What’s Wrong with Estimating Traffic Congestion Using GPS Statistics?

The problems with measuring traffic congestion (Felix Salmon, Reuters, Oct. 17, 2012

Also discussed here: The problems of measuring traffic congestion (Road Pricing, May 15, 2013)

And here: TomTom Congestion Index(Tom Tom, Mar. 22, 2013)

And here: TomTom North American Congestion Index(68 page pdf, Tom Tom, Mar. 22, 2013)

Today we review an article that criticizes the effort to estimate congestion in 120 cities world-wide  by a major GPS producer, TomTom. The author, Felix Salmon, points out several issues that reduce confidence in the city by city congestion indices: the lack of an independent measure of congestion that would calibrate the GPS-based estimates, the assumption that the speeds of vehicles using the GPS represent the speeds of the average or all vehicles on the road at the time and the weight given to various road segments being measured. The bottom line is that the efforts to reduce congestion by road pricing require a sound way of measuring congestion in order to recognize success or failure of the pricing method used in a given city. While TomTom should be congratulated for its efforts so far, it seems that a second or third objective and consistent way of measuring congestion is needed.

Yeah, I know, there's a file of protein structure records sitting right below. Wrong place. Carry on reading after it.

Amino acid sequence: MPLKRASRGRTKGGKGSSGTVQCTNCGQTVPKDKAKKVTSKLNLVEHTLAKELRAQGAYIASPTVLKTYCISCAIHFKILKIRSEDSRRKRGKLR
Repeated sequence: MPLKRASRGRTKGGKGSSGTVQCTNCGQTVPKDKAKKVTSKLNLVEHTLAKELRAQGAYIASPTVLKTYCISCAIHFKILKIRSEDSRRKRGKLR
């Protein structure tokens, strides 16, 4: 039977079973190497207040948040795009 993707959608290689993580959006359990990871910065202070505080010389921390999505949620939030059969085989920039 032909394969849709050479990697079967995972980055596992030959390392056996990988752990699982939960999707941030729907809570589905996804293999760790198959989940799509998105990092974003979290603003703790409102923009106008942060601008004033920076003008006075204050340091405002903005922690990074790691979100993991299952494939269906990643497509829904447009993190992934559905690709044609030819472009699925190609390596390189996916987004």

tom tom congestion

To see Key Quotes and Links to key reports about this post, click HERE


One Response

  1. The INRIX France Traffic Scorecard uniquely measures the country’s traffic congestion problem by going beyond the traditional limitations of road sensors and statistical sampling techniques to evaluate real-time traffic on almost every major metropolitan roadway in France. It leverages INRIX’s Smart Driver Network, the first truly national traffic data collection network based on a crowd-sourced approach to collecting traffic information.

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